Lessons Learned from New York Giants', Jerry Reese's 2012 Draft Strategy

Sigmund BloomNFL Draft Lead WriterJuly 19, 2012

INDIANAPOLIS, IN - FEBRUARY 05:  Senior Vice President and General Manager Jerry Reese of the New York Giants celebrates after the Giants won 21-17 against the New England Patriots during Super Bowl XLVI at Lucas Oil Stadium on February 5, 2012 in Indianapolis, Indiana.  (Photo by Al Bello/Getty Images)
Al Bello/Getty Images

The New York Giants are one of the teams that truly seem to "get it" on draft day. They have built a two-time Super Bowl champ through sound drafting and the occasional bold move. General manager Jerry Reese is one of the best in the business, and we always learn a little bit more about how to "win" the draft by dissecting his efforts.

Sometimes it's better to be lucky than good

The Giants were considering five players when they were on the clock at the end of the first round, according to Ohm Youngmisuk of ESPN New York. Of course the player they selected, running back David Wilson, was one of them. The player they selected 31 picks later, wide receiver Rueben Randle, was another one.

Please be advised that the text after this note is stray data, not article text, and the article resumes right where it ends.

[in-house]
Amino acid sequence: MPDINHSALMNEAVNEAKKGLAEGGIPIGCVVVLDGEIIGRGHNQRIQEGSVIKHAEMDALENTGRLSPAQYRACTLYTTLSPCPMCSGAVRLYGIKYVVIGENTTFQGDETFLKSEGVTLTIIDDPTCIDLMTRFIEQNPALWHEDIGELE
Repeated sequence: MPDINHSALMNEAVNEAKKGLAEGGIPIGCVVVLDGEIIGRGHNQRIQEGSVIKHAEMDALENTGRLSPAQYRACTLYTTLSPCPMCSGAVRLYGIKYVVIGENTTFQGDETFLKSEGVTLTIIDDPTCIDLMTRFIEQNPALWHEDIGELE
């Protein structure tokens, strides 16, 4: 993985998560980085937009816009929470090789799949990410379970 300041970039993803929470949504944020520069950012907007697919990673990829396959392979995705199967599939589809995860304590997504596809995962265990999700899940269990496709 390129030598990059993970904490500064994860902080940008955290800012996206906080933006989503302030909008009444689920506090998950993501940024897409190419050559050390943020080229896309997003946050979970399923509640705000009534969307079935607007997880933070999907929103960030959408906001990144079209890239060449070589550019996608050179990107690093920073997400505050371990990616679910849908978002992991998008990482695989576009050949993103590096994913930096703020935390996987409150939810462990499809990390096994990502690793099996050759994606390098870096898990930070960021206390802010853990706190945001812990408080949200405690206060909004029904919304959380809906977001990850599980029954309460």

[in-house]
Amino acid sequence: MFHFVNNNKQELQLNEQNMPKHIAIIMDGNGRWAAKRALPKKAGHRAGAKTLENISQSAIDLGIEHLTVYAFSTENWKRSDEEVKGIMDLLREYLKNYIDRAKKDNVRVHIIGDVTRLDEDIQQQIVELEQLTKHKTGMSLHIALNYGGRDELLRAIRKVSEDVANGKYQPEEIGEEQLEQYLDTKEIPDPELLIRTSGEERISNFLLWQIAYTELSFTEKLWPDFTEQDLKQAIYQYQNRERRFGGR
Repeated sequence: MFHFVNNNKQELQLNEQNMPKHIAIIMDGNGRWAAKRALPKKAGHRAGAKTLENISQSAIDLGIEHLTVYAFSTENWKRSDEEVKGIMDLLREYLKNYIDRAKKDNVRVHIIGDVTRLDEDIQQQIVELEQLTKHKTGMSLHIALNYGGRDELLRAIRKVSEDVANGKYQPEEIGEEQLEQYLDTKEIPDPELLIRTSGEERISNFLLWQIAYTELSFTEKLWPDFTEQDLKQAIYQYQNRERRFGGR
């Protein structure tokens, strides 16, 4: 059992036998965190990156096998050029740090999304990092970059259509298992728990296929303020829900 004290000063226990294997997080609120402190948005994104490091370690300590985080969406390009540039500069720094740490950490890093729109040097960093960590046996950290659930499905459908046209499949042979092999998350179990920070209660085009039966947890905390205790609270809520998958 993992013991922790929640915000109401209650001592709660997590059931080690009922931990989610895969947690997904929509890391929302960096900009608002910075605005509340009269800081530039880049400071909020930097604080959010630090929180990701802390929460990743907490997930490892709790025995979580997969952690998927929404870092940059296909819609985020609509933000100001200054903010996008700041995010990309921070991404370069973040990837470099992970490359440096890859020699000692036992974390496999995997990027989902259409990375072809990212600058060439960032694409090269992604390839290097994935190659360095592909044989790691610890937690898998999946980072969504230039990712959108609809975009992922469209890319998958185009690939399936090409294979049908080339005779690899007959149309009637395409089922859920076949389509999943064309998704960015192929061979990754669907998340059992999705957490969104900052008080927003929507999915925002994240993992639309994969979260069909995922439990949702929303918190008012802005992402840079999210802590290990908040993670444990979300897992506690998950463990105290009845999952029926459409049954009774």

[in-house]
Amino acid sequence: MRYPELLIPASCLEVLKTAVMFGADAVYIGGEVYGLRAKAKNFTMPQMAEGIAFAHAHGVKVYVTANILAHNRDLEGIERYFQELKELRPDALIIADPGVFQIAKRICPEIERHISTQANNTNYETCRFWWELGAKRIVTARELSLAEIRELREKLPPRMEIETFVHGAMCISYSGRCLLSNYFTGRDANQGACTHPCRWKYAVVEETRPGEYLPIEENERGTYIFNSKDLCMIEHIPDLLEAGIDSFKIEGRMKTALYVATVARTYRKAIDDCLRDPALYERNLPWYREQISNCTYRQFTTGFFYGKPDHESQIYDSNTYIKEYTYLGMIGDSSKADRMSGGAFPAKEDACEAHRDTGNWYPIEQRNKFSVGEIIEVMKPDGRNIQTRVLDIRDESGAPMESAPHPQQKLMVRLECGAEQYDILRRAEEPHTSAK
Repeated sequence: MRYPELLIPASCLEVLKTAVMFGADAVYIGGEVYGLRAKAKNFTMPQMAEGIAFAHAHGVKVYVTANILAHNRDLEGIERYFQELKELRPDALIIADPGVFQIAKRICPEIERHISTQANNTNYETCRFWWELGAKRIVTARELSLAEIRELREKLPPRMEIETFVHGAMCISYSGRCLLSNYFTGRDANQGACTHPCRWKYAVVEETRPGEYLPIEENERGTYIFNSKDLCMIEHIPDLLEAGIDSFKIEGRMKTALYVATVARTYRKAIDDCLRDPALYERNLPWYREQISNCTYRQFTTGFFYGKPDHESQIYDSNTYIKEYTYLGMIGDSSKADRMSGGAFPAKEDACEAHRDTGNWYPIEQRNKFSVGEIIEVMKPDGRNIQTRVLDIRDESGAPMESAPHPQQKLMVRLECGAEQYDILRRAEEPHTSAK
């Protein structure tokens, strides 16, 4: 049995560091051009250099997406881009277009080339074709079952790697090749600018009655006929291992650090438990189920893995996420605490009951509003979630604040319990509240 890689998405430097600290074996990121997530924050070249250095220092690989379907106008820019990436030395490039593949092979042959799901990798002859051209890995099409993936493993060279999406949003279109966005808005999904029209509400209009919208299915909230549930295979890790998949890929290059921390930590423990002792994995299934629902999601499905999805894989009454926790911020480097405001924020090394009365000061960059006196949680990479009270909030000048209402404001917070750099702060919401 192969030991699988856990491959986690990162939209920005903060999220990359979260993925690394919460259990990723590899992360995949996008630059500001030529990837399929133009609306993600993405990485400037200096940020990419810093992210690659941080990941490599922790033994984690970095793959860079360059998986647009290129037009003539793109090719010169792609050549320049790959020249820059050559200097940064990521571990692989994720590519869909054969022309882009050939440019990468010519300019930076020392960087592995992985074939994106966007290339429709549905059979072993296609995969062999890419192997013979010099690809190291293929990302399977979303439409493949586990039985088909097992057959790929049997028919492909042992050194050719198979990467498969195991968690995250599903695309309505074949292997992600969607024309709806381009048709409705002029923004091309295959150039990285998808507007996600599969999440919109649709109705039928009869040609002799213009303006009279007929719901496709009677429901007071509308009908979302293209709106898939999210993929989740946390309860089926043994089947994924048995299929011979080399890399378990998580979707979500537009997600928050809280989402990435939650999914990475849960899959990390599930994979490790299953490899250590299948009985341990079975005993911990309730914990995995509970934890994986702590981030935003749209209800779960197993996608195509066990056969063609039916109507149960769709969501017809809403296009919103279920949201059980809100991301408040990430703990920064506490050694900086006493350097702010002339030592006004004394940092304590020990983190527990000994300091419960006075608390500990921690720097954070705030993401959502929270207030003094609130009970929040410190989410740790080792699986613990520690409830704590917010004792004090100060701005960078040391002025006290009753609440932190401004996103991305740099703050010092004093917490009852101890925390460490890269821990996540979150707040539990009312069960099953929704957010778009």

That's right, the Giants got a player at the end of the second that they would have taken at the end of the first. It isn't the first time that they have benefited from the actions (or inactions) of others. The Philadelphia Eagles traded ahead of the Giants in 2010 to take a defensive end, Brandon Graham. The Giants then had to "settle" for Jason Pierre-Paul. 

Reese is patient, but in a few rare instances, he can get excited about a player

It must have been hard for Reese to watch the last few picks before taking Randle, but he bided his time and still got his guy. The Giants didn't trade up for tight end Adrien Robinson, but they took him in the fourth round, much earlier than tight ends with 29 career receptions usually go.

Reese was effusive about the ultra-athletic Robinson, saying that the team was "excited" about him and calling him the "Jason Pierre-Paul of tight ends", according to the Giants official website. The Giants aren't like Rex Ryan's Jets. They don't gush about every rookie. Robinson will be a player worth monitoring.

David Wilson might look like a need-based pick, but he probably isn't

Reese is well-known for taking the best player available, regardless of need, especially at defensive end and cornerback. This year, he took a running back in the first round, a position that the team needed after Brandon Jacobs left town. 

Did the Giants take Wilson over higher-rated players at other positions? No. According to Reese, Wilson was the "highest player on their board". Tight end was the more obvious and pressing need, with Jake Ballard and Travis Beckum both suffering ACL tears in the Super Bowl. As referenced above, when the Giants did take a tight end, they took a high upside project who probably won't contribute much in his first year.